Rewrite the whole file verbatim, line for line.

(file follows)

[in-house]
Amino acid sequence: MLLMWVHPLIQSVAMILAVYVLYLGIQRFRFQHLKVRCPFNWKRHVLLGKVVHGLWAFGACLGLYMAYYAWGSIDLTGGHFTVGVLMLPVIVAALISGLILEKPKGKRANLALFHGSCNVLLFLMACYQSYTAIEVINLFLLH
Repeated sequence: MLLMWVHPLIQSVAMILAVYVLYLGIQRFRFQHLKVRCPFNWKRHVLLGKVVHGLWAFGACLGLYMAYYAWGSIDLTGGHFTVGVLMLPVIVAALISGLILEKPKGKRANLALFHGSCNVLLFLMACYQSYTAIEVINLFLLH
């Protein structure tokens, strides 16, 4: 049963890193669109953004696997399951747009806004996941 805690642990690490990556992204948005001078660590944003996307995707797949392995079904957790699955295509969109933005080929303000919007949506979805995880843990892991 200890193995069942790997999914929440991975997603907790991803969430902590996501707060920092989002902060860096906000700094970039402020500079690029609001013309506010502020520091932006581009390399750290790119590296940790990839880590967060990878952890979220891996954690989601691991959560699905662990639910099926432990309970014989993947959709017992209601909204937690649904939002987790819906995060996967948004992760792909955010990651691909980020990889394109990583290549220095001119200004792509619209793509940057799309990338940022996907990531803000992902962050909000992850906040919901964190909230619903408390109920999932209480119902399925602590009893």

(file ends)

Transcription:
[in-house]
Amino acid sequence: MLLMWVHPLIQSVAMILAVYVLYLGIQRFRFQHLKVRCPFNWKRHVLLGKVVHGLWAFGACLGLYMAYYAWGSIDLTGGHFTVGVLMLPVIVAALISGLILEKPKGKRANLALFHGSCNVLLFLMACYQSYTAIEVINLFLLH
Repeated sequence: MLLMWVHPLIQSVAMILAVYVLYLGIQRFRFQHLKVRCPFNWKRHVLLGKVVHGLWAFGACLGLYMAYYAWGSIDLTGGHFTVGVLMLPVIVAALISGLILEKPKGKRANLALFHGSCNVLLFLMACYQSYTAIEVINLFLLH
């Protein structure tokens, strides 16, 4: 049963890193669109953004696997399951747009806004996941 805690642990690490990556992204948005001078660590944003996307995707797949392995079904957790699955295509969109933005080929303000919007949506979805995880843990892991 200890193995069942790997999914929440991975997603907790991803969430902590996501707060920092989002902060860096906000700094970039402020500079690029609001013309506010502020520091932006581009390399750290790119590296940790990839880590967060990878952890979220891996954690989601691991959560699905662990639910099926432990309970014989993947959709017992209601909204937690649904939002987790819906995060996967948004992760792909955010990651691909980020990889394109990583290549220095001119200004792509619209793509940057799309990338940022996907990531803000992902962050909000992850906040919901964190909230619903408390109920999932209480119902399925602590009893």